Taylor Owen has a new piece in the Prospect magazine advancing the claim that Michael Ignatieff could be an Obamaesque figure, “the first transformational Canadian leader in a generation.” Of course, Taylor would say that – he worked on Ignatieff’s leadership campaign.
I’m not buying it. It is pretty obvious that Stephen Harper is the first genuinely transformational leader Canada has had since Trudeau; the fact that most people don’t see it as such is because “transformational” is one of those words, like “change” and “community”, that only get used as terms of approbation (notwithstanding the fact that many changes -e.g. your dog dying – are no good).
So the implicit argument is something like: “Transformational leadership” is a good thing. Stephen Harper is no good. Ergo, SH can’t be transformational leader. Which is just to say that when people say “transformational leader,” all they really mean is “liable to implement changes that I approve of.”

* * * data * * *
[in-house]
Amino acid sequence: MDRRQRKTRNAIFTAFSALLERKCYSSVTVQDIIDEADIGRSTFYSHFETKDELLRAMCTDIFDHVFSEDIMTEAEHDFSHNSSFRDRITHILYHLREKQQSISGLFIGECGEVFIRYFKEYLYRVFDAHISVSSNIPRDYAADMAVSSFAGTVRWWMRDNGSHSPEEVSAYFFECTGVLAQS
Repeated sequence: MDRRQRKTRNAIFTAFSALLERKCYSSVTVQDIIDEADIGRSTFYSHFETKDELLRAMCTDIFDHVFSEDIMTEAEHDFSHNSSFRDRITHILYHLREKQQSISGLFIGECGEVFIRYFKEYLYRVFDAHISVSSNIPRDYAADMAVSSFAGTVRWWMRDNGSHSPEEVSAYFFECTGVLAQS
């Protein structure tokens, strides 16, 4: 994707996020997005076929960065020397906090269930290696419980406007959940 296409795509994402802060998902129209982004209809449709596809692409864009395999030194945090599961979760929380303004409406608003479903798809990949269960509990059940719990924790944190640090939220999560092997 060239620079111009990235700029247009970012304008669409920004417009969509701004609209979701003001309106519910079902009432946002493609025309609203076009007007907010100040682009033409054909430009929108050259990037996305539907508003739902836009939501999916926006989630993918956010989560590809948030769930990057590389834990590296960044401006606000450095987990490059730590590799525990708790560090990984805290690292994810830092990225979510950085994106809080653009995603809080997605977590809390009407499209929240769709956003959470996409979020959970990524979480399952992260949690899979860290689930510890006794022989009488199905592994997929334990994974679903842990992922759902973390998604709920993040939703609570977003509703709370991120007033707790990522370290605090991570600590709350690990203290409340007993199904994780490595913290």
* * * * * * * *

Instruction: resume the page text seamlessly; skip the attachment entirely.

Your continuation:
But other than that, I’m still not sure what to think of Professor Ignatieff. For the most part, I think it is a bad idea for academics to go into politics. As for Ignatieff, since he entered Canadian politics he has repeatedly struck me as an intellectual field of wheat, bowing and bending in the direction of whatever breeze happened to be puffing by. Quebec as a nation? Sure, as long as it’s a civic nation. War in Iraq? Well, I was speaking as an academic, not as a politician. Bogus.
That said, I think Ignatieff was treated somewhat unfairly by the anti-war left, especially over his supposed support for torture. In general, his opponents have made poor sport of digging through his past writings and tugging passages out of context for political gain.
All of which is to say, I can’t make my mind about the man. Maybe I’d have more consistent views on his candidacy if he were more consistent on the issues that really matter, and which are supposedly his academic specialty.
In the end, I hope he doesn’t end up regretting his ambition, as I’m sure Stephane Dion must, to some degree. Still, he can’t say I didn’t warn him.
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